And in "The New Persian Kitchen," Louisa Shafia makes a herbaceous greens and beans with parsley, cilantro, scallions and spinach. In the recipe, kidney beans stand in for cannellini beans and for more protein, she adds tofu.

Greens are becoming a must-have restaurant dish because they're an inexpensive, vitamin-packed superfood.

Mr. Caliguire learned to make beans and greens by watching his mother and grandmother, both native Pittsburghers of Italian descent. When he was young, they followed loose guidelines. "We put everything in the house in there," he said. "Peppers, onions, escarole, kale, chicken or shrimp." Adding meat was a near luxury as his family needed to stretch its money.

At the restaurant, he's more consistent with the ingredients. First, he starts by sweating onions and garlic in a pan, followed by a handful of chopped banana peppers. Next he adds cannellini beans and sausage, a diversion from the traditional meat-free scarola e fagioli. He then adds sweeter baby spinach instead of bitter escarole. Last, he hits the pan with a pour of white wine for a saute just long enough to wilt the leaves. "We don't want a bowl of mush."

Once it's plated "with a little juice," he garnishes the plate with sun-dried tomatoes and a bit of grated parmesan.

When he was sous chef at Sarafino's, Matthew Cavanaugh saw how popular the greens and beans were. When he broke off and opened his own restaurant, Matteo's in Lawrenceville, he started offering nearly the same dish. Mr. Caliguire is flattered by the tribute.

"After you make about 50,000 of them," said Mr. Cavanaugh, "practice makes perfect."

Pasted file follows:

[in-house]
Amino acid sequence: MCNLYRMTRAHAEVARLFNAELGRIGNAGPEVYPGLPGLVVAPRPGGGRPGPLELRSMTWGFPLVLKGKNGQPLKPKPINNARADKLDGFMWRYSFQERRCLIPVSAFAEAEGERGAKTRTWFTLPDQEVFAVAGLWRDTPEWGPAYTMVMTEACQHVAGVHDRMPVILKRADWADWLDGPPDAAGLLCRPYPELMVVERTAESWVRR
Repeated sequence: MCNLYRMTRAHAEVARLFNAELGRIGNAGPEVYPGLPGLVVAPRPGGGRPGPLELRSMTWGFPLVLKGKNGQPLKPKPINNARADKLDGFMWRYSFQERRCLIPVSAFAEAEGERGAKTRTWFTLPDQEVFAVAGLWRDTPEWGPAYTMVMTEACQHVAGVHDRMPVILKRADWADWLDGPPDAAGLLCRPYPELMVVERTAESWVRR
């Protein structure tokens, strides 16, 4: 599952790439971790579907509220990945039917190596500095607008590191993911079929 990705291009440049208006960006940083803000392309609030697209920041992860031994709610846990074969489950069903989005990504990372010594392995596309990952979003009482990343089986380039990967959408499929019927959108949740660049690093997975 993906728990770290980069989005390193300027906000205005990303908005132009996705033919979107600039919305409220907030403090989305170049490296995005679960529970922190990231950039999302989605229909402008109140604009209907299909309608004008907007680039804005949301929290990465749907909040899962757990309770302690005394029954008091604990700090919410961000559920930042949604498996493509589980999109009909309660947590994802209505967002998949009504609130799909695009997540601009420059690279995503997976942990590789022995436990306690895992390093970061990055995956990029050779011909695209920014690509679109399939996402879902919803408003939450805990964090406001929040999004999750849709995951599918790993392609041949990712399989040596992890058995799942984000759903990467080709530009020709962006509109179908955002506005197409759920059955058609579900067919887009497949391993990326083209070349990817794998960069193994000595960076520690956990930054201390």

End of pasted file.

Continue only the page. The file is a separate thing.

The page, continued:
His greens and beans contain shrimp, banana peppers, caramelized onions and Great Northern beans for $15, with an option for sausage instead of shrimp for $10.

Over at Sienna Sulla Piazza in Market Square, the dish is transformed to a one-pot meal with big flavors imparted from meat and red wine.

House-made sausage and Chianti "adds a level of richness and heat," said executive chef Matt Porco. Like the Sarafino's version, his includes banana pepper, but he sticks with the more traditional escarole and cannellini beans. "I want to keep the integrity of the dish."

The components the dish is named for hold their ground.

Speaking of, is it "greens and beans" or "beans and greens"? Like "spaghetti and meatballs," there's no wrong way to say it, but one may be more pleasing to the ear. "Greens and beans" correlates to how it often reads in Italian, scarola e fagioli.

Across the Warhol Bridge, Legends of the North Shore chef Dan Bartow takes a simpler approach. Since he opened in 2002, his restaurant has been making a version of greens and beans that's halfway between a stew and a side. Spinach, radicchio and endive join cannellini beans that retain some bite. His has plenty of "liquor," an essential component.